Oakland players feel let down by dismissed RobbinsPosted: Monday January 27, 2003 2:34 AM
Updated: Tuesday January 28, 2003 2:00 AM
By John Donovan, CNNSI.com
SAN DIEGO -- To a lot of Barret Robbins' teammates, the sin was unforgivable. The biggest game of his life -- of their lives -- and he wasn't there?
"All year we tried to build a bond that was unbreakable," Oakland guard Frank Middleton said after Sunday's Super Bowl, which the Raiders lost to the Tampa Bay Buccaneers. "We wanted to be a family. When crunch time came, one of our family members didn't come through. It hurts."
Robbins was dismissed from Sunday's game -- and perhaps the team -- after he reportedly missed several team functions on Saturday, including the final meeting before the Super Bowl. Oakland's center was pulled from the starting lineup and replaced by Adam Treu.
The Raiders then went into the game and had one of their worst showings of the season, managing only 269 yards, giving up five sacks and getting five passes intercepted in the 48-21 rout.
No one was willing to make a direct connection between Robbins' absence and the team's troubles against Tampa Bay. But, clearly, losing their Pro Bowl center did not help the Raiders on Sunday night.
And, clearly, the Raiders needed all the help they could get.
"Obviously it didn't help our cause," quarterback Rich Gannon said. "But I don't know if it would have made any difference."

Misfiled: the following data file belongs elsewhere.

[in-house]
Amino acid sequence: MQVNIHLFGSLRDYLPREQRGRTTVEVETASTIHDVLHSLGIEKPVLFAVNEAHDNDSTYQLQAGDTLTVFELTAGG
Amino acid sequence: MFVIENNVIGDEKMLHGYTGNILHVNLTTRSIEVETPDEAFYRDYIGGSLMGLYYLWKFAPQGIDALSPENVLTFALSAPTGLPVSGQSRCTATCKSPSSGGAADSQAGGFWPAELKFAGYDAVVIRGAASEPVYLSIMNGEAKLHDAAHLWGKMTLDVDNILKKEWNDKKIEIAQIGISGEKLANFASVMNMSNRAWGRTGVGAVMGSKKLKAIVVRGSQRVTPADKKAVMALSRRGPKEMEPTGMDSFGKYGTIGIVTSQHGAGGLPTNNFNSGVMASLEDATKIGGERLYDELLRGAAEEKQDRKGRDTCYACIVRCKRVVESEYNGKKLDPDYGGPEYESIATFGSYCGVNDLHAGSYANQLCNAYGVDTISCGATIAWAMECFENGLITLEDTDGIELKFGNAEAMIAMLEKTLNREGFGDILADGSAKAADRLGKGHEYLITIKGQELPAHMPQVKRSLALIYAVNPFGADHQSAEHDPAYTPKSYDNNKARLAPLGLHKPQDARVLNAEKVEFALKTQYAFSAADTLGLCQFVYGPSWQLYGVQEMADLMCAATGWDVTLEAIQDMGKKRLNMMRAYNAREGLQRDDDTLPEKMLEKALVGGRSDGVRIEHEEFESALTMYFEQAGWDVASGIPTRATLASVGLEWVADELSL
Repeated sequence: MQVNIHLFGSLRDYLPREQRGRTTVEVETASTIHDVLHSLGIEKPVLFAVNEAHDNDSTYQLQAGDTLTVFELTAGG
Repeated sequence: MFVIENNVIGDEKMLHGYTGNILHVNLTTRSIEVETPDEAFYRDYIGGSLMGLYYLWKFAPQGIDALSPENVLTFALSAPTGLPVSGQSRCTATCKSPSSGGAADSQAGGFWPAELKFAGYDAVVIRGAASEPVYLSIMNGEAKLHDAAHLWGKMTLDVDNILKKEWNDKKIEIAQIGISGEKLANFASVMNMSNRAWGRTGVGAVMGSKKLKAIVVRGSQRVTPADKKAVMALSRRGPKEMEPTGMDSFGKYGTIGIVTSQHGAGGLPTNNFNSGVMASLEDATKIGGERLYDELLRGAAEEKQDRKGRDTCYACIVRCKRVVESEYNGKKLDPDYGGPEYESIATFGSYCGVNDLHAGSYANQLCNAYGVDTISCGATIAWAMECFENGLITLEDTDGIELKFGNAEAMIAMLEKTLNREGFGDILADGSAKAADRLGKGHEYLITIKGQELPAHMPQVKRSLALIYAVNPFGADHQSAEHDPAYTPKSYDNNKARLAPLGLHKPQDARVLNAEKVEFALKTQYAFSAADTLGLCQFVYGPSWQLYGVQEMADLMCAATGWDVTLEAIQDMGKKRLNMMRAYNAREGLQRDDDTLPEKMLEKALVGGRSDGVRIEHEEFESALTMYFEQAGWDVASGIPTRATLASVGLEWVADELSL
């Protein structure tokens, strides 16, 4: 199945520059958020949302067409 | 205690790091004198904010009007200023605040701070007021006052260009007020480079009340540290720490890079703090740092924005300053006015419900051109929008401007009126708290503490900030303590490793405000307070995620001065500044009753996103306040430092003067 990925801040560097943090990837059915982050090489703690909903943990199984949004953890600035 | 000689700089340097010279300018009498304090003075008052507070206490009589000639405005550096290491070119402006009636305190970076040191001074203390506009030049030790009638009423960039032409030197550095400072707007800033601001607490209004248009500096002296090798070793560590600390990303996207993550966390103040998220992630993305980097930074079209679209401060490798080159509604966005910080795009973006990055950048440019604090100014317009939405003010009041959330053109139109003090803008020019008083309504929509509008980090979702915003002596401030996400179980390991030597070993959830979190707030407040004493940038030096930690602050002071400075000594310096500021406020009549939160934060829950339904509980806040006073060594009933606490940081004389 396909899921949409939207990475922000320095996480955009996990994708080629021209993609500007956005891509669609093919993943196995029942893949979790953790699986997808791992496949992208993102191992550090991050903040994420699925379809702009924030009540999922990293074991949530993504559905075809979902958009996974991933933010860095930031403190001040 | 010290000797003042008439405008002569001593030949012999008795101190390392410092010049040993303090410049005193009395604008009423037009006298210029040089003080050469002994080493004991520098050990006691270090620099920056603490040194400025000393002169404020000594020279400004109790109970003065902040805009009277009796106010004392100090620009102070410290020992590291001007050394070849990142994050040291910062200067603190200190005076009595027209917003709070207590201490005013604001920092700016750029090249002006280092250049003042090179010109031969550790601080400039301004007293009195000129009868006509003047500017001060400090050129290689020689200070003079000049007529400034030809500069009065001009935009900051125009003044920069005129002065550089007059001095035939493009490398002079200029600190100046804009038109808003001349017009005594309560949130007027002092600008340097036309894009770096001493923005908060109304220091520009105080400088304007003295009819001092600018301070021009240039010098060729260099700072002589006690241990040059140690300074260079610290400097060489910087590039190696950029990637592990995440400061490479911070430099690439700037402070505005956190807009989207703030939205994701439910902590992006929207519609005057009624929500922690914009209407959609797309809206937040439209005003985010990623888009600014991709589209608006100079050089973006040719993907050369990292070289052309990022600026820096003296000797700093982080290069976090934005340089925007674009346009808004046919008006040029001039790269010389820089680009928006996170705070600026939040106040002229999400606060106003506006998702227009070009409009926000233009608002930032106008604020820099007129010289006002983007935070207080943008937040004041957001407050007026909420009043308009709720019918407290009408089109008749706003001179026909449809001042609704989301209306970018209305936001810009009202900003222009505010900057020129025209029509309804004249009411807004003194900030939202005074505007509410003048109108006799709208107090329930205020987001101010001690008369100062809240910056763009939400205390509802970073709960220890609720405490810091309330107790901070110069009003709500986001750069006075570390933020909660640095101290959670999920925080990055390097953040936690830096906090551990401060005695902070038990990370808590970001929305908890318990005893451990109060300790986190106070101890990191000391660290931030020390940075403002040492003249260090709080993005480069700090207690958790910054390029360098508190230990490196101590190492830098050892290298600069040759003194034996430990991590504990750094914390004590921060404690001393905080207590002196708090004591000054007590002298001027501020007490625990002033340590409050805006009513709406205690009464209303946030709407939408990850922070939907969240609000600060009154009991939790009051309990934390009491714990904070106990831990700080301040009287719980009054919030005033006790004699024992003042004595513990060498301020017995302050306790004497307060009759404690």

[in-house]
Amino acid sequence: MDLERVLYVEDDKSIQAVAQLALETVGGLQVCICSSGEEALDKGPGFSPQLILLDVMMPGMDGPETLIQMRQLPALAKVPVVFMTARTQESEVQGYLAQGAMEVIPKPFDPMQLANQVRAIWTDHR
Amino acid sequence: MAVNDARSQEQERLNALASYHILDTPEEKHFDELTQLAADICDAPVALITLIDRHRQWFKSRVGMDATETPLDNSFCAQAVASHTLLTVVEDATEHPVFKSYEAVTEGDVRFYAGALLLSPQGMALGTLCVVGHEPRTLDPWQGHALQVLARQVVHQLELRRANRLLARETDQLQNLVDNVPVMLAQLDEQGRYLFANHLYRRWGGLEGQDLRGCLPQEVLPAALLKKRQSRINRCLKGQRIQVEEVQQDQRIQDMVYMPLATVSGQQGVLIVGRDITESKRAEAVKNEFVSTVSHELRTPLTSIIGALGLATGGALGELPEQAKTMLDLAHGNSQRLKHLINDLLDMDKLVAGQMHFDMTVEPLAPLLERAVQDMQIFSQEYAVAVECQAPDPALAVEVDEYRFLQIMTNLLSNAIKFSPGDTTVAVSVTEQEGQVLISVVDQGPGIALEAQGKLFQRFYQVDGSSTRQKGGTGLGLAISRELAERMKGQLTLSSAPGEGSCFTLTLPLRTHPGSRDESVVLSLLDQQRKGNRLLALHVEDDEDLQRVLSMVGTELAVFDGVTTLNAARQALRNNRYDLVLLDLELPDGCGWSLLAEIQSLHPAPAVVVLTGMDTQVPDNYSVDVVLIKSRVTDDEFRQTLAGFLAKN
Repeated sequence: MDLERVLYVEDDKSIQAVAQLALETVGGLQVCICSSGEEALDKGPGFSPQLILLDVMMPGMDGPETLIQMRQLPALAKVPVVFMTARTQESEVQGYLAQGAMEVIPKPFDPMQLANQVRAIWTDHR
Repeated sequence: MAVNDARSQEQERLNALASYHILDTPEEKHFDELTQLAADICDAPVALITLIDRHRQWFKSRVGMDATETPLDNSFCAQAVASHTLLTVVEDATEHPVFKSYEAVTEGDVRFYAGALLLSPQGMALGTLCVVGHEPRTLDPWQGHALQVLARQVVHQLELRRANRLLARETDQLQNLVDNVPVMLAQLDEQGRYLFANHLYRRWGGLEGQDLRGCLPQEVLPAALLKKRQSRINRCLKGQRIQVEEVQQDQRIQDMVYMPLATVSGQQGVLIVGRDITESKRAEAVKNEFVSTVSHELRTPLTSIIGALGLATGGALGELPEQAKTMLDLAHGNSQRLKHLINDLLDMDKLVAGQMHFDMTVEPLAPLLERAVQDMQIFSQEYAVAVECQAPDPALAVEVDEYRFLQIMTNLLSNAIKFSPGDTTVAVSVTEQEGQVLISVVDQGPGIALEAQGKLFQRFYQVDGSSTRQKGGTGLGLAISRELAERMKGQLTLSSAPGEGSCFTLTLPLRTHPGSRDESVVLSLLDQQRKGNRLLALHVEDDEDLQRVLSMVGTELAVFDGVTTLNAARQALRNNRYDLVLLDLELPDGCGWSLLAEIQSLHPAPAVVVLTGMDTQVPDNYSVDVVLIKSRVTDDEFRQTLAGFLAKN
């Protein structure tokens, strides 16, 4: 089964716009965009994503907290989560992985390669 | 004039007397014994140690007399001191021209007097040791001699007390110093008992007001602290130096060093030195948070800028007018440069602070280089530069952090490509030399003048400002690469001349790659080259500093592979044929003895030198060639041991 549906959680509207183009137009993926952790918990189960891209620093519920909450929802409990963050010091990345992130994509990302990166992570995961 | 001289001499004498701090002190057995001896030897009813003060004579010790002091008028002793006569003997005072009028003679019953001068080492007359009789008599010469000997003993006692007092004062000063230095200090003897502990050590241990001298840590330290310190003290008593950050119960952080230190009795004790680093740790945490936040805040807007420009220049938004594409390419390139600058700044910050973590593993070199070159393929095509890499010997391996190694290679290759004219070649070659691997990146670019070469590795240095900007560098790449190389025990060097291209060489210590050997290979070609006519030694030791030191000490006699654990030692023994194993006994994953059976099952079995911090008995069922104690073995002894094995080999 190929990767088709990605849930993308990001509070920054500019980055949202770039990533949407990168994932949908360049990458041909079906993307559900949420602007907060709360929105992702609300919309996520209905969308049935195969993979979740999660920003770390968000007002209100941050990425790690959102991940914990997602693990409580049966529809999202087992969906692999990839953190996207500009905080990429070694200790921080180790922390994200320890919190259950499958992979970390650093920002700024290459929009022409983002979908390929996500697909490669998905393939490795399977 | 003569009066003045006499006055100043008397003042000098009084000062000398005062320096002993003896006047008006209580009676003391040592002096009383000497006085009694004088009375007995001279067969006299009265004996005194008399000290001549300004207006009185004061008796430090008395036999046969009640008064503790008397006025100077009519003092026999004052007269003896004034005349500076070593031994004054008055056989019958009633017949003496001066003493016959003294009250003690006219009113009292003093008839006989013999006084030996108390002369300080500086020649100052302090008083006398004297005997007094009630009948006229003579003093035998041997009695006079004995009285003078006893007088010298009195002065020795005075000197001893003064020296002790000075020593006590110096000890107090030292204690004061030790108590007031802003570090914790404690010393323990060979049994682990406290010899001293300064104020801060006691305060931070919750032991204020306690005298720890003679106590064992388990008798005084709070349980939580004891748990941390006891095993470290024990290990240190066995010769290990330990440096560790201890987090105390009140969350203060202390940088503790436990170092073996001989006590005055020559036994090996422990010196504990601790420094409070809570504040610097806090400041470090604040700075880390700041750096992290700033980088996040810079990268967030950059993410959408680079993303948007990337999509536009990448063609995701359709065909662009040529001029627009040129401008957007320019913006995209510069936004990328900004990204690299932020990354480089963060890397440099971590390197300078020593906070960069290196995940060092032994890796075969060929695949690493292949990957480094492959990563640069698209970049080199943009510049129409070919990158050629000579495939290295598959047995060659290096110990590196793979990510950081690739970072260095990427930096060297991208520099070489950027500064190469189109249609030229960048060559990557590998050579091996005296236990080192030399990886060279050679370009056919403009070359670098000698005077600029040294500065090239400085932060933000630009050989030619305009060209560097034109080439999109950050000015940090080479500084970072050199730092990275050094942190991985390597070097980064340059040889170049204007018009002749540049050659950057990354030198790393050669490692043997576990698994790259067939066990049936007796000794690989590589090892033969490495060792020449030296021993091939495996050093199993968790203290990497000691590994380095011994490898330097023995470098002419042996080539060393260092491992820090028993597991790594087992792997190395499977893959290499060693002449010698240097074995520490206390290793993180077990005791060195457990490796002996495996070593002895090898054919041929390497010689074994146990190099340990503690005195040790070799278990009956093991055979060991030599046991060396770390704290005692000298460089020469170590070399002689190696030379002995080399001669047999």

Treu found out about 3 p.m. on Saturday that he'd be the starting center after Robbins went AWOL. Robbins reportedly spent Sunday in a San Diego hospital, though coach Bill Callahan said he had been sent back to the Oakland area.
Robbins is one of five Pro Bowl players on the team and was in the middle of what many considered the finest offensive line in the NFL. Without Robbins, though, the Raiders managed only 19 yards rushing.
There was a question late Sunday as to whether Robbins had been suspended for the game or whether he had been cut from the team. Callahan said after the Super Bowl that the dismissal would not affect the team further. But, he said, "obviously it creates a roster position."
If Robbins stays, he will have to face some angry teammates.
"This is the Super Bowl," cornerback Charles Woodson said after the game. "You can't really feel sorry for him.
"That's tough. I don't understand it. I've had my share of situations. But I can't see it."
Many of Robbins' teammates said they felt the veteran lineman let the team down by putting himself in a position where the coach felt compelled to dismiss him. And several said that Callahan's decision to dismiss Robbins was the only course of action he could take.
"[Robbins] made a decision. He has to live with that decision," Middleton said.
Asked if he would be willing to forgive Robbins and let him back on the team, Middleton hesitated.
"Once you cross me," he said, "I don't like it. I don't respect it. It's hard to go to war with someone that didn't show up on the biggest night of my life."